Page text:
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Canada in the Cold War

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Canada in the Cold War era
1946–1991[note 1]
Roll-out for the Avro Arrow in October 1957
Including1945–60, 1960–81, 1982–92
Leader(s)W. L. Mackenzie King
Louis St. Laurent
John Diefenbaker
Lester B. Pearson
Pierre Trudeau
Joe Clark
John Turner
Brian Mulroney
World Wars and Interwar era Post-Cold War era

Canada in the Cold War was one of the western powers playing a central role in the major alliances. It was an ally of the United States, but there were several foreign policy differences between the two countries over the course of the Cold War. Canada's peacekeeping role during the Cold War has played a major role in its positive global image.[3][4] The country served in every UN peacekeeping effort from its inception in 1948 until 1989.[5] This resulted in Canada provided the greatest amount of UN peacekeepers during the Cold War.[6][7]

Canada was a founding member of the North Atlantic Treaty Organization (NATO) in 1949, the North American Aerospace Defence Command (NORAD) in 1958, and played a leading role in United Nations peacekeeping operations—from the Korean War to the creation of a permanent UN peacekeeping force during the Suez Crisis in 1956. Subsequent peacekeeping interventions occurred in the Congo (1960), Cyprus (1964), the Sinai (1973), Vietnam (with the International Control Commission), Golan Heights, Lebanon (1978), and Namibia (1989–1990).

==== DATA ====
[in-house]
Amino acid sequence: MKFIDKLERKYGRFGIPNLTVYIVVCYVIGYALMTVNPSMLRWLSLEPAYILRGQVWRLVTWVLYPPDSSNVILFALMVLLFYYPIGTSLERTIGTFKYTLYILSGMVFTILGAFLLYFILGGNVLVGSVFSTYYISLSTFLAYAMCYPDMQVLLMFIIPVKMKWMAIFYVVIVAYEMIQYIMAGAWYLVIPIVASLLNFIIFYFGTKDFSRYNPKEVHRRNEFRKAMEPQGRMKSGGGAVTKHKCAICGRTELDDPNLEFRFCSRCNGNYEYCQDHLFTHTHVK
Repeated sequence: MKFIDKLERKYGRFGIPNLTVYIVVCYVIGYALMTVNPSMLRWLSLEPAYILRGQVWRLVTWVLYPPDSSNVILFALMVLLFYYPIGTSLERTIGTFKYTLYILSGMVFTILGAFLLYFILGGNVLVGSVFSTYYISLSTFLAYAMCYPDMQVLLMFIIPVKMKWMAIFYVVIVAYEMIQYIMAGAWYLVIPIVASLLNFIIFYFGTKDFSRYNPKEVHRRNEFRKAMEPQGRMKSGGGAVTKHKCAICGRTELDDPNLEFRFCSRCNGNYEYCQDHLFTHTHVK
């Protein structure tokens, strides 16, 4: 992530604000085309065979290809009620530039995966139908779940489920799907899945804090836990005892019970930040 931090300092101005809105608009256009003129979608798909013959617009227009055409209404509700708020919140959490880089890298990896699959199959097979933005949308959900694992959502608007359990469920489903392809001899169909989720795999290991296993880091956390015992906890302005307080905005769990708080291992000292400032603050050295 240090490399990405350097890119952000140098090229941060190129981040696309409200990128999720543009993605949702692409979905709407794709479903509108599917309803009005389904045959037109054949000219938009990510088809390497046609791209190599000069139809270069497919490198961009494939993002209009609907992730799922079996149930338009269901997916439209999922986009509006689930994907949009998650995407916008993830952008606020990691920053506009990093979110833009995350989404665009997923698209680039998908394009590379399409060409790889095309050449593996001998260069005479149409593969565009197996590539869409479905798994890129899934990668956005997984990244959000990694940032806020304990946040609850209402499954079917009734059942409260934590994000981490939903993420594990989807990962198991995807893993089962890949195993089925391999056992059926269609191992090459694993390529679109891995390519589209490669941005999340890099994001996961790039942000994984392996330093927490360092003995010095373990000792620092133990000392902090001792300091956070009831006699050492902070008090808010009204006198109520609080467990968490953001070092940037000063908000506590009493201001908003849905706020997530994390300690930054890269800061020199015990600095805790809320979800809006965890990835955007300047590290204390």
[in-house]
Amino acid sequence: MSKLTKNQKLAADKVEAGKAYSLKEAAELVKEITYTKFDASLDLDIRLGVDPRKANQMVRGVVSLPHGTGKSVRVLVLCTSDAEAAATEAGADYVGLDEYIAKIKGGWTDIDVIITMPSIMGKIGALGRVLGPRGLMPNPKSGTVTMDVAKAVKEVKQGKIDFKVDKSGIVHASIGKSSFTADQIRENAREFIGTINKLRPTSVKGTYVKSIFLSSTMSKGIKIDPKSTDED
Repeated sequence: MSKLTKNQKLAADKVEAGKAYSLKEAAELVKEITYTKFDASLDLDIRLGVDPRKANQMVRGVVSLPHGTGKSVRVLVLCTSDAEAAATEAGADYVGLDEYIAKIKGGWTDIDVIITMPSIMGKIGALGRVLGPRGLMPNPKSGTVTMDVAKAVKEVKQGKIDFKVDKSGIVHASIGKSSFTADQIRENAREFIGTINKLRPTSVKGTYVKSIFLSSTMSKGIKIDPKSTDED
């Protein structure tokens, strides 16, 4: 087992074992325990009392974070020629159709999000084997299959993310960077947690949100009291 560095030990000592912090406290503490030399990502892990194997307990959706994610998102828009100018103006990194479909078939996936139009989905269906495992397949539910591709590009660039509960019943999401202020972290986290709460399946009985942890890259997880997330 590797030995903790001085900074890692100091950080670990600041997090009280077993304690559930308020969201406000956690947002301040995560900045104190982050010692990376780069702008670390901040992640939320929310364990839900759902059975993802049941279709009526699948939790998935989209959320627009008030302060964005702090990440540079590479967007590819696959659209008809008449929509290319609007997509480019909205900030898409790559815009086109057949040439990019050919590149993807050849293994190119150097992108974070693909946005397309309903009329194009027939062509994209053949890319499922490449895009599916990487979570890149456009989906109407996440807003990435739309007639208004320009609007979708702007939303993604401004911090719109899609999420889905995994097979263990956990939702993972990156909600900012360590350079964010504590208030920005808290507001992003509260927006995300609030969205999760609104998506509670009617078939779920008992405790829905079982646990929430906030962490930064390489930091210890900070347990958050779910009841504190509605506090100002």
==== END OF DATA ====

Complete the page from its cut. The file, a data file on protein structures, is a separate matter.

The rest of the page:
Canada did not follow the American lead in all Cold War actions, sometimes resulting in tensions between the two countries. For instance, Canada refused to join the Vietnam War; in 1984, the last nuclear weapons based in Canada were removed; diplomatic relations were maintained with Cuba; and the Canadian government recognized the People's Republic of China before the United States.

The Canadian military maintained a standing presence in Western Europe as part of its NATO deployment at several bases in Germany—including long tenures at CFB Baden-Soellingen and CFB Lahr, in the Black Forest region of West Germany. Also, Canadian military facilities were maintained in Bermuda, France, and the United Kingdom. From the early 1960s until the 1980s, Canada maintained weapon platforms armed with nuclear weapons—including nuclear-tipped air-to-air rockets, surface-to-air missiles, and high-yield gravity bombs principally deployed in the Western European theatre of operations as well as in Canada.